Border blockade by farmers: ‘Damage could run into millions’

Border blockade by farmers: ‘Damage could run into millions’
Border blockade by farmers: ‘Damage could run into millions’
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Three major border crossings on the highways between the Netherlands and Belgium are largely blocked.

Thousands of trucks drive between the Netherlands and Belgium every day, says Elmer de Bruin, from the trade organization Transport and Logistiek Nederland (TLN). According to him, hundreds of them come from the Netherlands.

It costs about 100 euros per hour if a truck is stationary, according to De Bruin.

The damage can only be assessed once the blockages are over. But if it takes a little longer, it will run into millions, says Thomas Reitsma, of shippers’ organization Evofenedex, the business association that has carriers and producing companies as members.

Take a detour

The damage is also caused by trucks taking detours to avoid getting stuck. This costs time and therefore also money, partly because rest periods must be taken into account. Drivers sometimes have to put their truck aside once more if they are forced to spend longer on the road.

Trucks not only cross the Belgian border if they have to go to Belgium, but also if their destination is France or Spain. And the other way around there is also traffic, for example to the port of Rotterdam, or strawberries coming from Spain, says De Bruin.

Albert Heijn and Jumbo

Albert Heijn’s 77 stores in Belgium are supplied from the Netherlands. “Our trucks are sometimes hindered, making it more difficult for them to reach their destination. We see limited effects of this in our Belgian stores,” Albert Heijn said in a response.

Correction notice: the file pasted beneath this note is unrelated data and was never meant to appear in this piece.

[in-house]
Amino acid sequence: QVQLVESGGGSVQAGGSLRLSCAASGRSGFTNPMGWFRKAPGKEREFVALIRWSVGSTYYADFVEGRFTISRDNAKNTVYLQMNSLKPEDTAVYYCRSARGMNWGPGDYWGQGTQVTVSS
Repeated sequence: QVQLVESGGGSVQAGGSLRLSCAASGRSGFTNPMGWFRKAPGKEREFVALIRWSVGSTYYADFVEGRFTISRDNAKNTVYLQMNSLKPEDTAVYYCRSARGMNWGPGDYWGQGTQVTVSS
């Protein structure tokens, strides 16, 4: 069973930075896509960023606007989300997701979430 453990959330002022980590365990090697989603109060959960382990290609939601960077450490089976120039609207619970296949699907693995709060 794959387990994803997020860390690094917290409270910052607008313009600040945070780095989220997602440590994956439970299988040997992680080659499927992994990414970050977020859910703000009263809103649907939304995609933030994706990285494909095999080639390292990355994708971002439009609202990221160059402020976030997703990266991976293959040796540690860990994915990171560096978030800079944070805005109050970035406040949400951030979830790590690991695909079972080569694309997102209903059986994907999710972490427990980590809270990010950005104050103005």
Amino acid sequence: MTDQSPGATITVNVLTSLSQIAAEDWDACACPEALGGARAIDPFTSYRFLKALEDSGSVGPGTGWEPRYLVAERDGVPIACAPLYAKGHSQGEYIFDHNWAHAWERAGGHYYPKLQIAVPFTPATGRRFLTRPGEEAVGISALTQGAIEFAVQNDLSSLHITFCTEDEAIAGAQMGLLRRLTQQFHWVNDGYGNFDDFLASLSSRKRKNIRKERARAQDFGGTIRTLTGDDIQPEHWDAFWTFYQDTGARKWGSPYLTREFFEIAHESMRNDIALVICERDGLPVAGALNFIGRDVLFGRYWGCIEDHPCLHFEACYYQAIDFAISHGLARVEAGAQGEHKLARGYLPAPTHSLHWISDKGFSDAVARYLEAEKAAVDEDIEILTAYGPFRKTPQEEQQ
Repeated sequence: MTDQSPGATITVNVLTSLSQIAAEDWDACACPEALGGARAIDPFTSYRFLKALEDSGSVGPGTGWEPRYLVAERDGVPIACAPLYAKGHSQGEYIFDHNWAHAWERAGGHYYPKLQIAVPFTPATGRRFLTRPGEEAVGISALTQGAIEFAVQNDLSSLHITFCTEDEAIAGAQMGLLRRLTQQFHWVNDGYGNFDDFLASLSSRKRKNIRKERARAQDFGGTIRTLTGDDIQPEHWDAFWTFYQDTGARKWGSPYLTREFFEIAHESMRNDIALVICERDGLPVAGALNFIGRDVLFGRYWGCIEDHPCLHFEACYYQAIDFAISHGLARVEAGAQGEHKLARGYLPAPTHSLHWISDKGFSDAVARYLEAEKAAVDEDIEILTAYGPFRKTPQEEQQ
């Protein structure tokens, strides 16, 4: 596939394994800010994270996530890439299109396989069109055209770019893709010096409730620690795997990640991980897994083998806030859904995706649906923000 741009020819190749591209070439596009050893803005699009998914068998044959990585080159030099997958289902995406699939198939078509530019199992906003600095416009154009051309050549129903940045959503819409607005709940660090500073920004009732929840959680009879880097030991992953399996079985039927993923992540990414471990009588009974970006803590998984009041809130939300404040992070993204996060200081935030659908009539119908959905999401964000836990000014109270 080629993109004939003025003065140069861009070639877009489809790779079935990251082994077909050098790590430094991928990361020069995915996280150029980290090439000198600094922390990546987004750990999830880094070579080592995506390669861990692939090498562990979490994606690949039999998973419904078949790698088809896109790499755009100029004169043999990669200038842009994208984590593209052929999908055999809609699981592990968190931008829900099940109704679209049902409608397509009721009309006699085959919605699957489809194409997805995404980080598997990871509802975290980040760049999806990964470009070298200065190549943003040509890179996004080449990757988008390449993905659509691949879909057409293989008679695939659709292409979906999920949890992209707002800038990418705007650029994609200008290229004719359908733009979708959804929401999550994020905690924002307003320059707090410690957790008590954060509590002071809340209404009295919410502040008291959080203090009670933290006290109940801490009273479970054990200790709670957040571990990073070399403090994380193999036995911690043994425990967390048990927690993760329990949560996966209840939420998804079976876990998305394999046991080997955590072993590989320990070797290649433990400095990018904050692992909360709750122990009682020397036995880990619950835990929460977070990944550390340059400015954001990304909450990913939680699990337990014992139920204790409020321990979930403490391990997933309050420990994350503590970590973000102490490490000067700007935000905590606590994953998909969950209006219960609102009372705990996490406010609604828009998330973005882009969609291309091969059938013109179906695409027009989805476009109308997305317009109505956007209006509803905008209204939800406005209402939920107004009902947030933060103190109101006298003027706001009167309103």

Jumbo has 33 Belgian supermarkets and they are also supplied from the Netherlands. Trucks have to take a detour, according to Jumbo. This also applies to trucks with products from France or Spain, for example, such as raspberries, wine and cheese, which travel via Belgium to the Netherlands.

They take different routes. The shelves are still full, although fruit and vegetables may not always be delivered 100 percent on time, a spokesperson says.

Perishable products

Blockages can be particularly annoying for perishable goods, such as vegetables, fruit and flowers, but also dairy or meat, says Reitsma.

They are transported in refrigerated trucks and if they are delayed for a number of hours, he believes that this is not insurmountable. But supermarkets do have certain requirements for products, he says.

France

There have also been blockades in France in recent days. TLN also hears from drivers who are sent off and no longer know how to get back and fear that they will encounter new blockages. There are drivers who do not take four hours to drive from Marseille, but ten to twelve hours due to detours, De Bruin knows.

And in France, activists are looking at the consignment notes. If agricultural products are in a truck, the load is sometimes destroyed, TLN said in a response.

“Then you are talking about thousands of euros in damage that is very difficult to repeat for the driver or his client via the insurer or customers,” TLN said in a response.

Consequential damage

The consequential damage is often the greatest, says Wilco Jak, director of transport company Ben Becker. For example, delays can mean that drivers cannot go home until after the weekend, which costs their boss money, because they have to continue to be paid.

And sometimes due to the delay, return freight cannot be taken back, says Jak. “A return freight from France easily yields 600 euros.”

The article is in Dutch

Belgium

Tags: Border blockade farmers Damage run millions

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